That said, I would also want for all children, including my own, the opportunity to write in many different genres, for a variety of audiences, and a whole continuum of purposes. So, we know from research on best practices that students need models, they need practice, and they need feedback. They need all of these things, all the time.
Is informal language (text speak) ever okay in school writing assignments?
Yes. Depending, of course, on the assignment.
For instance, in writing an essay on text speak, you would certainly want to include examples. If you were writing a story. Even in informal writing assignments (quick writes).
But, as has always been the case with grammar, when we get our writing to a point that it will be made (more) public, we want to make sure that we are using an appropriate tone, with appropriate vocabulary. Context matters.
We also tossed out a number of other ideas/tools in various parts of the conversation, including:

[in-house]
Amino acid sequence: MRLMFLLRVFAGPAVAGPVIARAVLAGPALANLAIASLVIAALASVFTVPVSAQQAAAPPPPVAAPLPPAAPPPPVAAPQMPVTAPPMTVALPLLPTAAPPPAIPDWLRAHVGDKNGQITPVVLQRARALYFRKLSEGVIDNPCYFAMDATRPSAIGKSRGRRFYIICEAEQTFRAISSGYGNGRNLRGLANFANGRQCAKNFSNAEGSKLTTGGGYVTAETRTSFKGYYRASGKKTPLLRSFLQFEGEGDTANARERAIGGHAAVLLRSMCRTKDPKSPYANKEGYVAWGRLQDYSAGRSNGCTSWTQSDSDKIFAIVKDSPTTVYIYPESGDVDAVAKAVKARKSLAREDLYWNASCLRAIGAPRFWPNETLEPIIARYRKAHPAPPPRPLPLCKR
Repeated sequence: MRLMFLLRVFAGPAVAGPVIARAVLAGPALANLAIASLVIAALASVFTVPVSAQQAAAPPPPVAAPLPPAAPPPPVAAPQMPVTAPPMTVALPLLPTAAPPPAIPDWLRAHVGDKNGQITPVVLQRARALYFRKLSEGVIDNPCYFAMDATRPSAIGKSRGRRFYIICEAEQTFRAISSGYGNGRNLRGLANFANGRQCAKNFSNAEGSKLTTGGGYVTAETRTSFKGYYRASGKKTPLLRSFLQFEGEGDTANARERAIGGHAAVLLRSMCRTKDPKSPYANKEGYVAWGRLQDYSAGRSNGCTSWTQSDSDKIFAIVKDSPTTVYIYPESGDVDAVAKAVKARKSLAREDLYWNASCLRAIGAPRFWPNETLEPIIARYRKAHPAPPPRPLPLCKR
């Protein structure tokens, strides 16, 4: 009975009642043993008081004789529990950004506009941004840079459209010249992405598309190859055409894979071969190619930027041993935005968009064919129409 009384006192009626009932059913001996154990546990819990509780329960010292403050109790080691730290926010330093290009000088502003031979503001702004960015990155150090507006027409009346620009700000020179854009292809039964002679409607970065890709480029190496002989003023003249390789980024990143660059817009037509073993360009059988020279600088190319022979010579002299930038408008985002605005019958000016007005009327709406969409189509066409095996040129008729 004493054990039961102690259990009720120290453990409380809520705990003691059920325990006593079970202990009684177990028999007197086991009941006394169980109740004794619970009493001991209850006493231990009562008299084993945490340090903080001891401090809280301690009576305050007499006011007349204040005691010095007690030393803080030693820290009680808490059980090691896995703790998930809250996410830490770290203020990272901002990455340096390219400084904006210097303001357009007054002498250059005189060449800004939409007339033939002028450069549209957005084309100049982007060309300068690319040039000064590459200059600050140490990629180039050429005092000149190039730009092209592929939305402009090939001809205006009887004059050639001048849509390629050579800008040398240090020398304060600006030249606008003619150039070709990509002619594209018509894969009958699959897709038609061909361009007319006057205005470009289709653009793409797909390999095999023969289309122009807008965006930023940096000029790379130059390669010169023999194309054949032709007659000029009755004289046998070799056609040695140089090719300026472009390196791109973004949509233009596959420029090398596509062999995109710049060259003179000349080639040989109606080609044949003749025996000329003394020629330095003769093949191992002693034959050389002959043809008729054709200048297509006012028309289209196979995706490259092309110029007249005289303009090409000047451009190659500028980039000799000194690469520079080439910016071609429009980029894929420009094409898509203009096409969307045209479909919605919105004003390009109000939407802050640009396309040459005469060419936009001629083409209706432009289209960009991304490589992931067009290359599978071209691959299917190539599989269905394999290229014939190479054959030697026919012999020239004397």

There are, I’m sure, more… but this is what I could recall from the conversation this morning. My hope is that the conversation was useful for those at the event, and that this round up is useful for my readers.
Based on the book that I wrote with Kristen Hawley Turner, Argument in the Real World, one of the tools/strategies that I have been sharing in workshops this past year is the “MINDFUL” heuristic for readers and writers as they engage in academic arguments with, through, and about social media.
When we were wrapping up the book in early 2016, even before “fake news” and “alternative facts” became a phenomenon, Kristen and I designed this heuristic to fill in the gaps that we felt existing website evaluation checklists were missing.
In short, those checklists and other tools were created in the early days of the web when we – as educators and information consumers – generally placed the onus of responsibility on the creator for being accurate. This, of course, was a holdover from our view of the printed word having gone through extensive review and editing in order to be published. The power of books, periodicals, encyclopedias and similar sources came from the fact that they were curated by experts.